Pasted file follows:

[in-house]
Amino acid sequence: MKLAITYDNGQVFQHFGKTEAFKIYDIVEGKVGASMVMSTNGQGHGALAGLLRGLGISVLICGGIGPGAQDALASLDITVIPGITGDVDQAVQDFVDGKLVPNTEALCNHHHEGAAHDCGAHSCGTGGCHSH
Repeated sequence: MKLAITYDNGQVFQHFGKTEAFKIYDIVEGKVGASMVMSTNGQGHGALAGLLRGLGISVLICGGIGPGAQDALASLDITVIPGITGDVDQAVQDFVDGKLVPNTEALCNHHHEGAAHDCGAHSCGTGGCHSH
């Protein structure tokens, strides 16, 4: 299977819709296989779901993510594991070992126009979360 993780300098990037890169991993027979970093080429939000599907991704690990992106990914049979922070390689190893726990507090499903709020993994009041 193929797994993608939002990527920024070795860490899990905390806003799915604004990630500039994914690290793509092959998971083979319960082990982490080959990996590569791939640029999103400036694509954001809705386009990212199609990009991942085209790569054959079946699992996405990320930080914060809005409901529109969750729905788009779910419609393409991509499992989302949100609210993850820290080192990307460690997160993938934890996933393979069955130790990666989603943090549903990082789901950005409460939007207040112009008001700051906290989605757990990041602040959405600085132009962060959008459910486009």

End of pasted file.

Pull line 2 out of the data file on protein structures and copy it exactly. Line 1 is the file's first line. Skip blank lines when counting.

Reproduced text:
Amino acid sequence: MKLAITYDNGQVFQHFGKTEAFKIYDIVEGKVGASMVMSTNGQGHGALAGLLRGLGISVLICGGIGPGAQDALASLDITVIPGITGDVDQAVQDFVDGKLVPNTEALCNHHHEGAAHDCGAHSCGTGGCHSH